How important is this clay season
for Roger Federer?

Roger Federer made his return to the ATP World Tour on Tuesday at the 2016 Monte-Carlo Rolex Masters, defeating Guillermo Garcia-Lopez 6-3, 6-4. Up until today, the 17-time Grand Slam champion had not played a tour-level match since his four-set semifinal loss to world number one Novak Djokovic at the 2016 Australian Open in late January.

Federer, also commonly known as the king of grass, has never been considered as a premiere clay court player, partially due to Rafael Nadal’s dominance on the surface. Despite this, Federer has always been a sneaky competitor on the clay. Had it not been for Nadal’s dominance over Federer at the French Open, it is highly likely that the Swiss would have won more titles at Roland Garros, considering that Federer lost to Nadal four times in the final.

This clay court season is very important for the Swiss number one, not mainly in terms of his results, but in terms of his return to a high-level of play before the grass court swing, and more importantly, the 2016 Rio Olympics.

Federer seeks first title in Monte Carlo

Roger Federer has practically won every possible title on the ATP World Tour throughout his illustrious and successful career. However, the Swiss Maestro has yet to capture two Masters 1000 Series events: Monte Carlo as well as Rome. Federer has been a finalist in Monaco four times, losing to Nadal three years in a row from 2006 to 2008, as well as to recent French Open champion Stan Wawrinka in 2014.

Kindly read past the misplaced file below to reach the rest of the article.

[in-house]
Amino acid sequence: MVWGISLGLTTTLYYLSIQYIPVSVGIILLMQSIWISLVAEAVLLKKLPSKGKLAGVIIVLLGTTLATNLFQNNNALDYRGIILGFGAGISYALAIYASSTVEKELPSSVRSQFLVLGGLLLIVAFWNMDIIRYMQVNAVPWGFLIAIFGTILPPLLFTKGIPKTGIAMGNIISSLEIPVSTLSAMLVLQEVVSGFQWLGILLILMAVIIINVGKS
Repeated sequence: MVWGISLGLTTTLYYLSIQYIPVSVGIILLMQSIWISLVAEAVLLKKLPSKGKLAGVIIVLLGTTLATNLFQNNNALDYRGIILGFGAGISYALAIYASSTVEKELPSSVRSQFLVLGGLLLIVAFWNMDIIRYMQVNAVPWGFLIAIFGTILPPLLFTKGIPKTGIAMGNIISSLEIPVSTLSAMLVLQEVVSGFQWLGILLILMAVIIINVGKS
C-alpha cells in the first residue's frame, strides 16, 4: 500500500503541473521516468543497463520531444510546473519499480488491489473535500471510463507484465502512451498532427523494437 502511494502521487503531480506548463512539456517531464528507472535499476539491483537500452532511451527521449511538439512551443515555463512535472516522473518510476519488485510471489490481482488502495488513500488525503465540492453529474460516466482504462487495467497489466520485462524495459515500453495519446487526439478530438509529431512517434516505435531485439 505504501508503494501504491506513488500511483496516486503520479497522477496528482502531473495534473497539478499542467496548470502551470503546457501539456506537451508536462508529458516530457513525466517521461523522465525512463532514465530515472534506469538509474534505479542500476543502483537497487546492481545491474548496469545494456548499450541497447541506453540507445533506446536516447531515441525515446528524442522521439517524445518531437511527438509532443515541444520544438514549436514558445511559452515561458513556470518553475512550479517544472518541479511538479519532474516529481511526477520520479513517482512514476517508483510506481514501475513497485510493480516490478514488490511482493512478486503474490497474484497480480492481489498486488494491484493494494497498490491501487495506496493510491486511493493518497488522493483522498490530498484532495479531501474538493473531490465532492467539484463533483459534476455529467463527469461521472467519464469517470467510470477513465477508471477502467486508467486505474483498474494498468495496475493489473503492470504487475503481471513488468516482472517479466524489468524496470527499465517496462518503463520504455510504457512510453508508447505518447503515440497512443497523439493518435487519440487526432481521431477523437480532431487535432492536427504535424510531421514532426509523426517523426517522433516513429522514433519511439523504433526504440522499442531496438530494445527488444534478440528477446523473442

This year’s tournament means more to Federer’s season than any other. While he always wishes to do well on clay, he knows that it has never been his best surface. He is underrated on the red European clay, but there are a handful of players who can still beat him. Federer excels on grass and on the fast hard courts, thus the slower clay surface does not always suit the Swiss’ game. He got off to a good start on Tuesday with his victory over Garcia-Lopez.

No matter the result at this year’s tournament, Federer hopes that his knee will not give him any trouble. While winning the title is always the goal, we can assume that Federer would be extremely pleased if he was able to put a couple of good wins under his belt to begin the clay court season, without any difficulty from his knee.

Federer shared this photo of him practicing with his fans, writing, "Tennis with a view." Credit: Roger Federer/Twitter
Federer shared this photo of him practicing with his fans, writing, "Tennis with a view." Credit: Roger Federer/Twitter

Combination of Olympics and knee-injury put Federer in scheduling conflict

When the Swiss number one released his initial 2016 schedule, many were surprised to see that Federer had planned to go directly from Indian Wells, a hard court tournament, to the 2016 French Open, without playing any clay court lead-up events. Federer justified this move by saying that as he continues to advance in his career, he needed to be more cautious with his schedule.